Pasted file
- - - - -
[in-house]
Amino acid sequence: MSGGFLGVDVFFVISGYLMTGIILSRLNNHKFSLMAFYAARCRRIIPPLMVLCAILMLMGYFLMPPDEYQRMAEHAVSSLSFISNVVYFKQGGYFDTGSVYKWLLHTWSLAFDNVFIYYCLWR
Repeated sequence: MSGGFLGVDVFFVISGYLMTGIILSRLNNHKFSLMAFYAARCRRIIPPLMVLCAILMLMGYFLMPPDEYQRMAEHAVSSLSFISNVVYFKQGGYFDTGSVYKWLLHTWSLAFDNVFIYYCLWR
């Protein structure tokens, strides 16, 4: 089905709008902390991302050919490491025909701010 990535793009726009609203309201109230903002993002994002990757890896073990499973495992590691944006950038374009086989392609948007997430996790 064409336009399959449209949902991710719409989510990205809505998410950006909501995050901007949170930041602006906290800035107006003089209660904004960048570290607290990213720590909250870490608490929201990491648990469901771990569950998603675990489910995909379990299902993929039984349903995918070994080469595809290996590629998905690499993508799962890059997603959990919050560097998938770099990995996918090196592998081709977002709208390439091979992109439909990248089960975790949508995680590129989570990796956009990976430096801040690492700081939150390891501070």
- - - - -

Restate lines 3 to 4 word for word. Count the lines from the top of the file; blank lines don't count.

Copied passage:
Repeated sequence: MSGGFLGVDVFFVISGYLMTGIILSRLNNHKFSLMAFYAARCRRIIPPLMVLCAILMLMGYFLMPPDEYQRMAEHAVSSLSFISNVVYFKQGGYFDTGSVYKWLLHTWSLAFDNVFIYYCLWR
């Protein structure tokens, strides 16, 4: 089905709008902390991302050919490491025909701010 990535793009726009609203309201109230903002993002994002990757890896073990499973495992590691944006950038374009086989392609948007997430996790 064409336009399959449209949902991710719409989510990205809505998410950006909501995050901007949170930041602006906290800035107006003089209660904004960048570290607290990213720590909250870490608490929201990491648990469901771990569950998603675990489910995909379990299902993929039984349903995918070994080469595809290996590629998905690499993508799962890059997603959990919050560097998938770099990995996918090196592998081709977002709208390439091979992109439909990248089960975790949508995680590129989570990796956009990976430096801040690492700081939150390891501070």